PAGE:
Chubitchi or Chubok (Garo Rice Beverage)

Chubitchi or chubok is a traditional rice based alcoholic beverage of the Garo tribe. The Garos living in the Khasi Hills, Garo Hills and Ri Bhoi district in Meghalaya have a unique food culture indicative of their ethnicity. Chubitchi is paramount to the Garo diet that normally is made up of rice, vegetables and meat. This staple drink is offered to their God, Saljong (Sun God) during the Wangala festival, marriage ceremonies and even funerals. When rice is in short supply or during lean years, millets form part of their daily diet and is used in the preparation of the beverage.


Three important medicinal plants namely the leaves of achetra (Plumbago zeylanica L), leaves and roots of samaki (Clerodendrum cordatum D. Don) and leaves of the fern sarath (Thelypteris clarkei (Bedd.) C.F.Reed) are used in the preparation of this local brew.


The rice beverage is mostly prepared from a locally available glutinous rice called menil because of its sweet taste and aroma. The first step is the preparation of the rice cakes called as wanti. The rice cake known as a starter cake is prepared by mixing an appropriate amount of rice that has been washed and cleaned, medicinal herbs, chillies and old rice cakes (made in the previous year).


The mixture of rice, herbs and chillies are first pounded nicely and mixed with the old rice cakes. A little quantity of water is added and the dough is kneaded till it is smooth. Small balls are made from the dough and flattened. They are sundried on clean dry straw placed in the traditional bamboo baskets called dokee dona for at least five to seven days. Once the wanti has dried, it is stored and preserved in dried bottle gourds (Lagenaria siceraria Standl) in the kitchen near the fireplace for future use.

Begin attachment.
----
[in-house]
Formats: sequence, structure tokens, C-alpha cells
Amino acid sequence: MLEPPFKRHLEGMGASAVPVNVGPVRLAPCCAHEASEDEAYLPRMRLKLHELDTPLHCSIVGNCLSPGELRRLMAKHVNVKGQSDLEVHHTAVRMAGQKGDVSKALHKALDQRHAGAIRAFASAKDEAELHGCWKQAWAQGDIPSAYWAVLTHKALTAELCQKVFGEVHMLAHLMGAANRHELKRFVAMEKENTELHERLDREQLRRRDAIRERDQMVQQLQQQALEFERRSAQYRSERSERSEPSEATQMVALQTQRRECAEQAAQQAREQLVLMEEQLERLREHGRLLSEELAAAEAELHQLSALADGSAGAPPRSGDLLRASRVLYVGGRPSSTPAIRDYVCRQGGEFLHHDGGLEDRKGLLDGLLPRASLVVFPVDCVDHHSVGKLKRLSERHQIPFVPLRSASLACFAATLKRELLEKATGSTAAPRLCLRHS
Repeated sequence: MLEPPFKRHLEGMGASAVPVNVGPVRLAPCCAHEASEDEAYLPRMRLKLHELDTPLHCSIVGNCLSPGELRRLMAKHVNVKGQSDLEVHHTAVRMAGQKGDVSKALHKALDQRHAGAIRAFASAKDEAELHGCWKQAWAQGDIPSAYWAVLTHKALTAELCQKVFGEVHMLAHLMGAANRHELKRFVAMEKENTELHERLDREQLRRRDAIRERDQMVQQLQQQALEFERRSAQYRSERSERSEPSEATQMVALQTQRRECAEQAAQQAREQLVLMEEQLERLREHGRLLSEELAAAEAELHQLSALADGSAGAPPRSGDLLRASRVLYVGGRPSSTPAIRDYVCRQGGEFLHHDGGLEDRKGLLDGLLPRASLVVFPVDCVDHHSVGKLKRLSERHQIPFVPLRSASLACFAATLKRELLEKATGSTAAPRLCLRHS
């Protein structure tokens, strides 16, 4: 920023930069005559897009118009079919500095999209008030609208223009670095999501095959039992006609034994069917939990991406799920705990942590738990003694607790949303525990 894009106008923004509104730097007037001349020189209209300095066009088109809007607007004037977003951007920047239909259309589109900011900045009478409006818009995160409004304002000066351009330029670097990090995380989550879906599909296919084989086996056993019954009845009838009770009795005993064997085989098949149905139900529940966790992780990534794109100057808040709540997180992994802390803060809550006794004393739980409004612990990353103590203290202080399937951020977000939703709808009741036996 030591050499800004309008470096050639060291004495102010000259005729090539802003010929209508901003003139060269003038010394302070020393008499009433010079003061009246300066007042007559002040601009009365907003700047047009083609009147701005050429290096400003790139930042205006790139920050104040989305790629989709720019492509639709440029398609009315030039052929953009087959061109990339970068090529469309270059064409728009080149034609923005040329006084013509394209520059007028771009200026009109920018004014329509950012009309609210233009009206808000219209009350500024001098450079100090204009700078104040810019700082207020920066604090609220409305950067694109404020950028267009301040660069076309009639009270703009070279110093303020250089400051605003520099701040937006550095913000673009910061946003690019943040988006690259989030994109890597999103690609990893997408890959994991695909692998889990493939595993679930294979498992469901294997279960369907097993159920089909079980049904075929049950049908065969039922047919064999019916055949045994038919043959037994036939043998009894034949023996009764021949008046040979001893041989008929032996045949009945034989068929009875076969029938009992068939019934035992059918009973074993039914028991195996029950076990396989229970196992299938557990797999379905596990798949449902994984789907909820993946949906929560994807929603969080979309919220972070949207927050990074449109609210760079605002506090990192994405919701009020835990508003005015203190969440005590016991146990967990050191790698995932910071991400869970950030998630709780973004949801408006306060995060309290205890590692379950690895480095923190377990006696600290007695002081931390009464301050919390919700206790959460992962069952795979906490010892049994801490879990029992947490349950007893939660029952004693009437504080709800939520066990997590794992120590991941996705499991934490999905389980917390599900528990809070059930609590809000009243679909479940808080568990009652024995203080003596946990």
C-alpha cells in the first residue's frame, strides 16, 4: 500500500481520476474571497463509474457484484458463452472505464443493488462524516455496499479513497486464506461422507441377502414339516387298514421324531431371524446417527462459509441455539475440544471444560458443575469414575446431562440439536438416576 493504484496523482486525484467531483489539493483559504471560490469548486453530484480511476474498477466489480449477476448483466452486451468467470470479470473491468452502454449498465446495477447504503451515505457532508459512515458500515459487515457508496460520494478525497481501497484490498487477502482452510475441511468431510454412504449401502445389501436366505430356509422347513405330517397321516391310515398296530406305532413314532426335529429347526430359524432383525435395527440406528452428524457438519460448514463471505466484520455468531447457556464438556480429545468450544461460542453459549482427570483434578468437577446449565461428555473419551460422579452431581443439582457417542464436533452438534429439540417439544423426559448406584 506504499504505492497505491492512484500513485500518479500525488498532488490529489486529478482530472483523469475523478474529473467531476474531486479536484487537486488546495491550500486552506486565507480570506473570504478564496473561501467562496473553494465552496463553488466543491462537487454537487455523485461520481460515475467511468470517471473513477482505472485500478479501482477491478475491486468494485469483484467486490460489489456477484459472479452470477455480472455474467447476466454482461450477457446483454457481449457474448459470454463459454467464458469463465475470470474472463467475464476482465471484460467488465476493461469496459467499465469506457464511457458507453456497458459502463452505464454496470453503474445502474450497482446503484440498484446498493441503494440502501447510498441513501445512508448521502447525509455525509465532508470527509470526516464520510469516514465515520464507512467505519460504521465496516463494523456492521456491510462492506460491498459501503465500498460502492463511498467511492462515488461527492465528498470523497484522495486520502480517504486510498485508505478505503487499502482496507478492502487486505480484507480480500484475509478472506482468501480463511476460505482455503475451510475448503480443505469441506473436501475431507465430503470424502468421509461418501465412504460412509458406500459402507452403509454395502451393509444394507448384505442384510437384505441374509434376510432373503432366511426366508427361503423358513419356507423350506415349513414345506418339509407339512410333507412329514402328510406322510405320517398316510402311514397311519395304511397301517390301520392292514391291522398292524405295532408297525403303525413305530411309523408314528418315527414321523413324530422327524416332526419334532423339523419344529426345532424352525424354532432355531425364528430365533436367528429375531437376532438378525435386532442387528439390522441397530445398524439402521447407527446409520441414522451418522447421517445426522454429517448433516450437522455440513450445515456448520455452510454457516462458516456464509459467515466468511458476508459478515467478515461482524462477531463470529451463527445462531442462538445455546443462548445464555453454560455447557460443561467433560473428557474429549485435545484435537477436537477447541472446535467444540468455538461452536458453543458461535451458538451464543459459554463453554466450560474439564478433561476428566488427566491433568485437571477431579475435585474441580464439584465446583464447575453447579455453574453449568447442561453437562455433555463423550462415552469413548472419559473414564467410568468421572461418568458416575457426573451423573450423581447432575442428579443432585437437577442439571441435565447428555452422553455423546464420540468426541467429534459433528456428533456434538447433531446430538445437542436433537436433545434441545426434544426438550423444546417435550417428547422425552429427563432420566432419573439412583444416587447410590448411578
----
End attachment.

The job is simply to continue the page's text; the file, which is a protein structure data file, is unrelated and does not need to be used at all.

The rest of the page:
Menil, a local sticky rice variety is first soaked and cooked. Both polished and unpolished varieties are used with each lending the final product a distinctive taste and aroma. The red variety gives a sweet taste while it is found that roasting the rice adds a smoky flavour to the drink. The cooked rice is cooled indoors on a bamboo mat.


It is then mixed with the ready wanti in specific proportions. Large earthen pots called dika that have previously been washed thoroughly with water and sundried and further kept over the fireplace for drying and smoking are used for the fermentation of the rice mixture. The prepared mixture is tightly packed around a bamboo sieve placed inside the earthen pot and sealed with banana leaves and a clean cloth and left for fermentation. The bamboo sieve kept inside eases the process of fermentation.


The process takes about a week in summer and sometimes up to a month in winter. The rice beverage is left inside the earthen pot for complete maturation after fermentation. The drink is carefully extracted when desired using dried bottle gourds (Lagenaria siceraria Standl) called pong which have a hole in the bulbous portion of the dried mature fruits. The beverage can be kept for about a month in the earthen pots after which it is transferred into clean bottles wherein it can be stored for four to five years. The undiluted rice beverage is called chubitchi and the beverage consumed by diluting in water is called chubok.


This drink is found to possess medicinal and therapeutic properties. The Garos believe that the leaves of the achetra (Plumbago zeylanica L) behaves like an aspirin. A paste of the leaves is applied in the affected region to relieve headaches and body aches. It also exhibits antiseptic properties similar to turmeric.


Written by Lakshmi Subramanian


* Photos are only symbolic (Taken from public domain/internet and any copyright infringement is unintentional and regrettable)

Leave a Reply

Fill in your details below or click an icon to log in: Logo

You are commenting using your account. Log Out /  Change )

Twitter picture

You are commenting using your Twitter account. Log Out /  Change )

Facebook photo

You are commenting using your Facebook account. Log Out /  Change )

Connecting to %s

This site uses Akismet to reduce spam. Learn how your comment data is processed.

Create a website or blog at

Up ↑

%d bloggers like this: